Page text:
President Barack Obama’s bid to dampen the influence of oil speculators by having regulators set trading margins could backfire, potentially making prices even more volatile and leaving crude dominated only by those with the deepest pockets.
Under Obama’s request to Congress, the Commodity Futures Trading Commission (CFTC) would determine how much speculators need to pay to trade U.S. crude oil futures, in theory increasing the amount when prices move too far, too fast.
But economists and traders cautioned that pushing smaller investors out of markets would only hand greater influence to the largest hedge funds and Wall Street banks. Ultimately, there may not be enough traders left to do business with oil producers and consumers looking to hedge their needs.
“Reduced liquidity often means greater volatility,” said broker Jay Levine at Enerjay LLC in Maine.
“That’s the exact opposite of (Obama’s plan’s) purpose”.
Exchange-operator CME Group, which currently sets margin requirements for the benchmark U.S. crude oil contract, on Tuesday called the president’s plan “misplaced”, and said speculation should not be confused market manipulation.
CME charges separate margin rates for speculators and end-users of oil such as airlines, who are hedging their physical needs.
One contract of benchmark U.S. crude, commonly known as West Texas Intermediate or WTI, had a notional value of just under $103,000 on Thursday, based on a standard 1,000 barrel contract and prices around $102.50 a barrel.
Traders defined as speculators can buy that contract for an upfront cost of just $6,855, with a maintenance margin of $5,500. Those defined as hedgers would pay $5,100 upfront with a maintenance margin also of $5,100.
While Obama’s bill currently has little hope of making it through a divided Congress, a price spike before November could boost cross-party support from politicians wary of siding with oil traders in an election year.
Two large waves of speculators have surged into oil markets in the last 14 months due to the supply disruption in Libya and plans for increased sanctions on Iran’s oil exports this year.
Prices rose on both moves, but some industry experts believe prices could have risen even more without their influence.
“The attack on speculation is an attack on better functioning markets,” said Edward Morse, global head of commodities research at Citigroup.
“If there were not liquidity in the futures market… the chances are overwhelming that price volatility would be greater.”
The CFTC already has emergency powers to raise margins, though they have rarely exercised them. Last year, when the supply shock in Libya was big enough to spark a coordinated stockpile release by the International Energy Agency, the CFTC declined to pull the margin trigger, despite speculator positions hitting an all-time high.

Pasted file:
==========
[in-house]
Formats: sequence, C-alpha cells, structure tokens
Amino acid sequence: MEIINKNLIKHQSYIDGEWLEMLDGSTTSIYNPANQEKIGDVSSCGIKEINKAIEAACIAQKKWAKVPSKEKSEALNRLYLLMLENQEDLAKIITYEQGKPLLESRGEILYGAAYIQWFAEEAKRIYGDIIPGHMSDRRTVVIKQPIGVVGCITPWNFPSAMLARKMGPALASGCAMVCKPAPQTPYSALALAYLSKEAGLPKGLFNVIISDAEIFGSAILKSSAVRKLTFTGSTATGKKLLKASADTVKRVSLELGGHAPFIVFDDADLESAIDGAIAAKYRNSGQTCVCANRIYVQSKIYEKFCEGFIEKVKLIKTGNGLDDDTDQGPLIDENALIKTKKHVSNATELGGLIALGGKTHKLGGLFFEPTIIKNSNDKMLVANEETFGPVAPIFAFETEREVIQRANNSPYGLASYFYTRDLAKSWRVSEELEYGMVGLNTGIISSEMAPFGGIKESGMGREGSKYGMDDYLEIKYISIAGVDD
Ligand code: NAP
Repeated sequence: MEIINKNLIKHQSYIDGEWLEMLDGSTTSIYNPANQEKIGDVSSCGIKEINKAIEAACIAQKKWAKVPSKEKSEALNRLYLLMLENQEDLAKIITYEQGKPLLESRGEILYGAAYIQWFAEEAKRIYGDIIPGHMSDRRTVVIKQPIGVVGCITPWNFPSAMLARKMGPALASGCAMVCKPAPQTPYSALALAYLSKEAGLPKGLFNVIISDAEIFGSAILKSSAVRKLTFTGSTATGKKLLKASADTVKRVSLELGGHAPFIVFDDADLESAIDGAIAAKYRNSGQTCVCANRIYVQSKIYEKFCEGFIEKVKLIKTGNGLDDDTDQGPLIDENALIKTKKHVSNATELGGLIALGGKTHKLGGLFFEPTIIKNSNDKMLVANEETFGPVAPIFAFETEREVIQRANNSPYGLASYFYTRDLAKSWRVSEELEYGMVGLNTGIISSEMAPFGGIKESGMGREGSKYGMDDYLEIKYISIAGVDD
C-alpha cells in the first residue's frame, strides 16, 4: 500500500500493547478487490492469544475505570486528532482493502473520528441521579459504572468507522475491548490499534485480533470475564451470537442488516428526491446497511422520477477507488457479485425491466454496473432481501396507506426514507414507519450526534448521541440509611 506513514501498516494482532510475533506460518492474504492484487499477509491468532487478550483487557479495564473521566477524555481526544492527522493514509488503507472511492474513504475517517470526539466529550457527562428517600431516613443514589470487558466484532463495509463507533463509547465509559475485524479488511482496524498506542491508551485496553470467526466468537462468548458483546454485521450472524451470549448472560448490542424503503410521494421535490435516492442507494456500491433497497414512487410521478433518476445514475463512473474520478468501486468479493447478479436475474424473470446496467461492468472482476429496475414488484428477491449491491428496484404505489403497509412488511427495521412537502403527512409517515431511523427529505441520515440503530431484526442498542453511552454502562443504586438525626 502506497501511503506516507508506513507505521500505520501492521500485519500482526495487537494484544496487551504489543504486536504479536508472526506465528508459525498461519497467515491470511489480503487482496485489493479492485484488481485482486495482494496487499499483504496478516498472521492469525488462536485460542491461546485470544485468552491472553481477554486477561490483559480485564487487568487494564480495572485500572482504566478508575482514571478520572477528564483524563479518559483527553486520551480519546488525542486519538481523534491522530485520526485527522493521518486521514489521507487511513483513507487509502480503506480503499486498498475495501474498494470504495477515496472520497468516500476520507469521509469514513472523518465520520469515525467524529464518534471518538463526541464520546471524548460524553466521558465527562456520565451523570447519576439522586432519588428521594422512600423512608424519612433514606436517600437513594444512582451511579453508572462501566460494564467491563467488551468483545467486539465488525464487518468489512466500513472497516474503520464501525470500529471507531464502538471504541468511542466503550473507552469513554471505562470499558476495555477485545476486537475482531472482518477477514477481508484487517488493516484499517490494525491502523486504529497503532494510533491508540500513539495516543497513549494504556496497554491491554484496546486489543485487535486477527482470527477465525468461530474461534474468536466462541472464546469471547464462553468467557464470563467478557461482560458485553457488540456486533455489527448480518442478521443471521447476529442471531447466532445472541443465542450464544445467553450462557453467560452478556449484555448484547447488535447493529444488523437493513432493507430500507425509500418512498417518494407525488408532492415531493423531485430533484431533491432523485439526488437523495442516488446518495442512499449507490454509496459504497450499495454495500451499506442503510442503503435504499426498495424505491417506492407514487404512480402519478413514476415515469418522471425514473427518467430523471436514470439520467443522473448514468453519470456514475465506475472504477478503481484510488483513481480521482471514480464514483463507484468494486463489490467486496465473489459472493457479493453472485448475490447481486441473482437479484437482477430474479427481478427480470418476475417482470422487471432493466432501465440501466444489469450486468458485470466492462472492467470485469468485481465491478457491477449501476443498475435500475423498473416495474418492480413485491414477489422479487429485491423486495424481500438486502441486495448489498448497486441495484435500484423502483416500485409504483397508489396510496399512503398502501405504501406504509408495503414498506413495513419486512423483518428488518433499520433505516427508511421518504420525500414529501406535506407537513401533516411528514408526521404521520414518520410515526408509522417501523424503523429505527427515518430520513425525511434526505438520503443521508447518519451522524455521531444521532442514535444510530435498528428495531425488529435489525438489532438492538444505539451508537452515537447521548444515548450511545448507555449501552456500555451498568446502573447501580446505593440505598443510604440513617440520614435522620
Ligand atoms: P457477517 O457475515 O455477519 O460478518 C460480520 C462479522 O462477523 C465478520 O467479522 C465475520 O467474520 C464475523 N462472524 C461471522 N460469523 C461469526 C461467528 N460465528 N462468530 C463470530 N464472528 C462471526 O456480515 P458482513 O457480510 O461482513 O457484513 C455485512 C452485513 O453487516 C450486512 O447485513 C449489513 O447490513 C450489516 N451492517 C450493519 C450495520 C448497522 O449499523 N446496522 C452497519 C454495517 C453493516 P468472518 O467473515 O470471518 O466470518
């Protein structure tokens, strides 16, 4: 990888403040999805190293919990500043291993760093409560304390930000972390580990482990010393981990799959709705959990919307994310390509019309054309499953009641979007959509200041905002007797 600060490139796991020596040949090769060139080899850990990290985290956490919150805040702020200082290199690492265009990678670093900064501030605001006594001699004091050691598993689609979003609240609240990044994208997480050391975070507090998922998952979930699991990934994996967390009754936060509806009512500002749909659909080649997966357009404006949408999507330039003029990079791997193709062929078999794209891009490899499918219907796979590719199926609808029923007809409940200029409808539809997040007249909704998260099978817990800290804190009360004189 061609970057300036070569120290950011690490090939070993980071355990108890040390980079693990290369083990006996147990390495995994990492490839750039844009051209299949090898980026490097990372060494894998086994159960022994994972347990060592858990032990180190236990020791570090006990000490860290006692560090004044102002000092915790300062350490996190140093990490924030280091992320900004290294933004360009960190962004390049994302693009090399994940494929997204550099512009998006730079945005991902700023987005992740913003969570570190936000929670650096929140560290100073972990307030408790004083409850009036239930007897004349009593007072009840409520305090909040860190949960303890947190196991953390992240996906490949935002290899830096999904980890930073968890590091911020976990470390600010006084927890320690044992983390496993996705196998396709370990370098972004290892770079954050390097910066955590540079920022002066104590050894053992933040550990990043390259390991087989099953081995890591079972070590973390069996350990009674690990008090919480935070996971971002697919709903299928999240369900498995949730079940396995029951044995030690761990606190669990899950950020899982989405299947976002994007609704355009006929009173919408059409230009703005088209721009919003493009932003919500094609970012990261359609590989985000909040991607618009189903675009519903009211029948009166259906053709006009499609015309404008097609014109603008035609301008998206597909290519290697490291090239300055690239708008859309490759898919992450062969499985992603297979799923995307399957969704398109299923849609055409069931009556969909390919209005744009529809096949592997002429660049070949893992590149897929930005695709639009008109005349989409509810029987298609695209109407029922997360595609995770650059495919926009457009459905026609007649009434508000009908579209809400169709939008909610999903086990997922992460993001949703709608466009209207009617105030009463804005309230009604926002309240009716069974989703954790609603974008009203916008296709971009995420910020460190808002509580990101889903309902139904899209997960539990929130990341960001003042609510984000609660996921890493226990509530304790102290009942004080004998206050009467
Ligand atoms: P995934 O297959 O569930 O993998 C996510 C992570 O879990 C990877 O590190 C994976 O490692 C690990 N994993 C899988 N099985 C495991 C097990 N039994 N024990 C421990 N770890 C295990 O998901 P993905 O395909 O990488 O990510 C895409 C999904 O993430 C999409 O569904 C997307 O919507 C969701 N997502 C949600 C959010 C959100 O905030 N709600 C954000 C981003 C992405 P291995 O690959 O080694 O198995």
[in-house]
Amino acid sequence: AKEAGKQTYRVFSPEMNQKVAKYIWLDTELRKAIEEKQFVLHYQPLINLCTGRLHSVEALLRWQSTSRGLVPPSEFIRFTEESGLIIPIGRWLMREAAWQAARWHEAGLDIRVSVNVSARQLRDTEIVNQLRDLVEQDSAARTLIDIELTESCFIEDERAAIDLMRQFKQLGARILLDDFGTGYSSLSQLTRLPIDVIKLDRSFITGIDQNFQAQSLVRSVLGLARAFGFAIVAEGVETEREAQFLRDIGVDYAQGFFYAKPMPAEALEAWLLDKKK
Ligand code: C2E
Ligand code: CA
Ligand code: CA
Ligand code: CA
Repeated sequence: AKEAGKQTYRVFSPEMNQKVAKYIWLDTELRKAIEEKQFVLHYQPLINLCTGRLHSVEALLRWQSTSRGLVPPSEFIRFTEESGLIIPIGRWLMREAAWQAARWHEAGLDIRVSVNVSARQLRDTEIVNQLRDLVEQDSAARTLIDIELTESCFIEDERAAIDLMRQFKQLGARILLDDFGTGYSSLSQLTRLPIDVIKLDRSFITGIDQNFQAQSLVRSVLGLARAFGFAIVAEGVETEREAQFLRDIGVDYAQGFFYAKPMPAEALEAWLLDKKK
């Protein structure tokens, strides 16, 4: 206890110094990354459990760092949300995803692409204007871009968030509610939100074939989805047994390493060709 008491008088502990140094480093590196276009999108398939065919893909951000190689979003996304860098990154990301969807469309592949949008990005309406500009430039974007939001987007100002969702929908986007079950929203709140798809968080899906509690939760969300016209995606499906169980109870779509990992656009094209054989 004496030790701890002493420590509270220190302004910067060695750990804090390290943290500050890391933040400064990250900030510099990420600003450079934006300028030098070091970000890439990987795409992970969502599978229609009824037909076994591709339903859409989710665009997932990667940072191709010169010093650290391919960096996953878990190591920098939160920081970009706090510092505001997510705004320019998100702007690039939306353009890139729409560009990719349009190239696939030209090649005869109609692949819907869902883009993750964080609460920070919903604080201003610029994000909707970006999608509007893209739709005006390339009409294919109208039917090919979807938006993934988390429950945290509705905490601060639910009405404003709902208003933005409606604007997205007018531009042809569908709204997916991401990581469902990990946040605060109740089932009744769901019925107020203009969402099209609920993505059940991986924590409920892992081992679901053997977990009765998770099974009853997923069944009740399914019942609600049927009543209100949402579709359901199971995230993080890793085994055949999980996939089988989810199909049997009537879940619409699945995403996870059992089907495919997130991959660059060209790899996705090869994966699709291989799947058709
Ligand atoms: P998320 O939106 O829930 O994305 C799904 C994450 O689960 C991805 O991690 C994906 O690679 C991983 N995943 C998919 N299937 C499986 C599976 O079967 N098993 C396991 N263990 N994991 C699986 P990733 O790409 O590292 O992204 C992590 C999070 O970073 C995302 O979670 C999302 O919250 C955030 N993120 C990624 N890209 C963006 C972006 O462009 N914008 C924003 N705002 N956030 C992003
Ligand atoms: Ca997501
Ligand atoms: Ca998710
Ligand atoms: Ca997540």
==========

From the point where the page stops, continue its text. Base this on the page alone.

That raises the question of whether they would increase them in the event of a future supply disruption, if they were also tasked with setting margins day to day.
“When markets are very volatile and they are afraid about banks buying too much oil on leverage, it gives them a tool,” said Amy Jaffe, energy policy expert at Rice University’s Baker Institute in Houston.
“(But) would a politician actually have the guts to use it? If you use it when we are already in a horrible crisis, it is too late.”
Michael Wittner, global head of oil research at Societe Generale in New York and a former analyst at the IEA, said he didn’t expect regulators to become more active, even if they are handed more powers.
“The CFTC already works very closely with the exchanges,” Wittner said. “They’re going to continue to rely on their expertise.”
Many traders and market analysts noted that speculators tend to buy crude when there is a strong underlying reason to do so such as the loss of Libyan crude last year or sanctions and possible military action against Iran.
Between February and March 2011, when Libya’s crude oil supplies were first cut by fighting in the country, speculator bets that crude oil prices would rise on the New York Mercantile Exchange (NYMEX) shot-up from 185,236 contracts to an all-time high of 311,632, CFTC data showed.
With each contract equal to 1,000 barrels of oil, that’s the equivalent of over 125 million extra barrels of oil (roughly 1.4 days of global demand) bought in less than a month.
Prices spiked by $15-$20 a barrel over the period, though many argued it was natural for prices to rise given almost 2 million barrels per day of light sweet crude had been lost from a finely balanced market.
“The CFTC understands that markets can be volatile,” said Jason Schenker, president of Prestige Economics in Austin, Texas.
“Leaving people at the risk of sudden margin increases could deter investment in oil markets that is critical in the long-run.”
This year, with pending sanctions on Iran’s oil exports and concerns about a possible military confrontation, speculator bets on higher prices increased about 43 percent, from just over 190,000 to 272,032 between January and March. Prices rose over that period from $99 to a peak of $110.55.
But over the last five weeks, speculators unwound net-long positions back to the level they were at the beginning of January, as expectations waned for a confrontation between Israel and Iran.
Hedge fund manager John Kilduff said that while politicians had been quick to criticize speculators in oil, they’ve been quiet about speculators in the natural gas market, who have been betting on lower prices since at least June 2009, according to data from the CFTC.
Natural gas prices hit a 10-year low below $2 per million British thermal units on Thursday due largely to booming domestic shale gas production.
“We look forward to seeing the natural gas market speculators feted at the White House soon for their work in reducing prices upward of 90 percent in several short years,” Kilduff said.